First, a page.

It is, in essence, a way of detecting malware during the boot process and blocking it. Windows 8 is designed to boot very quickly though, which places limits on what ELAM can achieve.
The Windows 8 specification also limits the amount of memory it can consume. Because it runs so early in the boot sequence and under such limitations, Symantec has already stated that "ELAM does little to improve security" (Windows 8 Security, November 2011).
Secure Boot Architecture's final prong is Remote Attestation. Here the system times how long a certain boot process takes to complete and sends these timings off to a remote server that knows how long they should take. If the two timings don't match up, it is assumed that the boot process has been compromised.
Remote Attestation is an optional feature. Implementing it inevitably slows down the boot process, which may not prove very popular with PC builders. If you upgrade or tinker with your PC, the timing check system will also need to be re-calibrated.
Remote Attestation, therefore, looks like a feature that we think will be best suited to corporate environments where systems remain unchanged by design.
The Metro Question
Windows 8 is all about the Metro interface - a collection of tiles linked to programs. Simply sweep through the wall of information and images, then tap the program you want to run. If you don't have a tablet or other touch-enabled device, you can use the interface with a mouse and keyboard instead.
There are two versions of Windows 8 - one designed to run on x86 chips and another compiled for low-power ARM processors. The PC firms we spoke to had little to say about the latter version, and it's unlikely that malware authors have been able to research it much either. If Windows RT (as the ARM version is called) becomes a success, it will probably become the focus of malware writers, but at the moment it's impossible to say.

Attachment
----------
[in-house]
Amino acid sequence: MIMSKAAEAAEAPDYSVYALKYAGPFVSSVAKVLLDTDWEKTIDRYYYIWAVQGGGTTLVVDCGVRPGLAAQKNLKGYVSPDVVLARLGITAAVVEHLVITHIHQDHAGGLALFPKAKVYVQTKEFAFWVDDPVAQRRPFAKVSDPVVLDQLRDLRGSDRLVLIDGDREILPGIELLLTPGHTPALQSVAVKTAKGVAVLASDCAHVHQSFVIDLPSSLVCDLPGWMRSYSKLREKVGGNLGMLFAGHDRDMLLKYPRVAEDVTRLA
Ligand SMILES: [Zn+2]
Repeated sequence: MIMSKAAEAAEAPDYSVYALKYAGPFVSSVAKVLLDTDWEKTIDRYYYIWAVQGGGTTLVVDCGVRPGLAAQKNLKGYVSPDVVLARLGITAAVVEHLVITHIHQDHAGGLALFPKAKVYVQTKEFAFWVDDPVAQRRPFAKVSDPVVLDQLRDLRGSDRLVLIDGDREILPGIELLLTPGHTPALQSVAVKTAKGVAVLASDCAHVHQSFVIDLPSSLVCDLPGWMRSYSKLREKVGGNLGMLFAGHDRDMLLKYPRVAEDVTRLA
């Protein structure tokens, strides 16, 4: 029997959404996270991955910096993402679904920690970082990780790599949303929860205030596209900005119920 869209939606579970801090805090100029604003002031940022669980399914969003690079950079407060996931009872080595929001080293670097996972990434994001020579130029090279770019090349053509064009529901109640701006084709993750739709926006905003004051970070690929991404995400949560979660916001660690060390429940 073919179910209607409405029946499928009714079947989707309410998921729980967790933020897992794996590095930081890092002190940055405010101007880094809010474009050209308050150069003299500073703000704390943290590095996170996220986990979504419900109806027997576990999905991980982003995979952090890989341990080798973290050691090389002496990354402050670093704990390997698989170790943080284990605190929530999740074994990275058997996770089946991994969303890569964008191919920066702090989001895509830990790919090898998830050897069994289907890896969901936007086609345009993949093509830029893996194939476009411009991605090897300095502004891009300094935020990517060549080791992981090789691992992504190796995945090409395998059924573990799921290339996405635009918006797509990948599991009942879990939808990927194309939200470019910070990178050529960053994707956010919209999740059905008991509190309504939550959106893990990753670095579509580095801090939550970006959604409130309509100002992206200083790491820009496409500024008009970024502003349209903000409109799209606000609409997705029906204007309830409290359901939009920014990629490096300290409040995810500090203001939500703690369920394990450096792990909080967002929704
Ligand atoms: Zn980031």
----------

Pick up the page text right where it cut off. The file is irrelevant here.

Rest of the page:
Looking at the x86 incarnation, Collin Davis explained that Windows 7 and Windows 8 classic are very close cousins. Therefore, most malware that runs on Windows 7 will work on Windows 8.
Metro is however a different beast, to a degree.
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The Janus OS
From a security perspective it's easy to think of Windows 8 as two operating systems: Metro and Classic. Neither will run programs designed for the other.
Metro is the more restrictive of the two, as you'll only be able to get programs from Microsoft's App Store, but the separation between Metro and classic Windows isn't clear cut.
Each Metro app works in a sealed environment or sandbox, which means it can't interact with other programs. In other words, Metro works in much the same way as Apple's sandboxed iOS - an OS that has so far avoided any major security breaches.
Sandboxing shouldn't be seen as a security silver bullet though. It is, in the words of Davis, "One of many tools [...] that works well if it's done well."
Asked if Microsoft has implemented its sandboxing well, Davis replied, "It's too soon to tell." There is one major chink in Metro's sandbox armour. Metro is much like Windows Media Center - an environment that effectively sits on top of Windows Classic. Davis says this means that "a Metro app can't attack a Classic app, but a Classic app can attack a Metro one."
He adds that developing malware for Metro would be no harder or more expensive for virus writers. It seems then Windows 8 makes the business of securing your PC subtly different, yet largely the same. The same rules, requirements and risks apply, so users should install a well-rated security suite and keep it updated.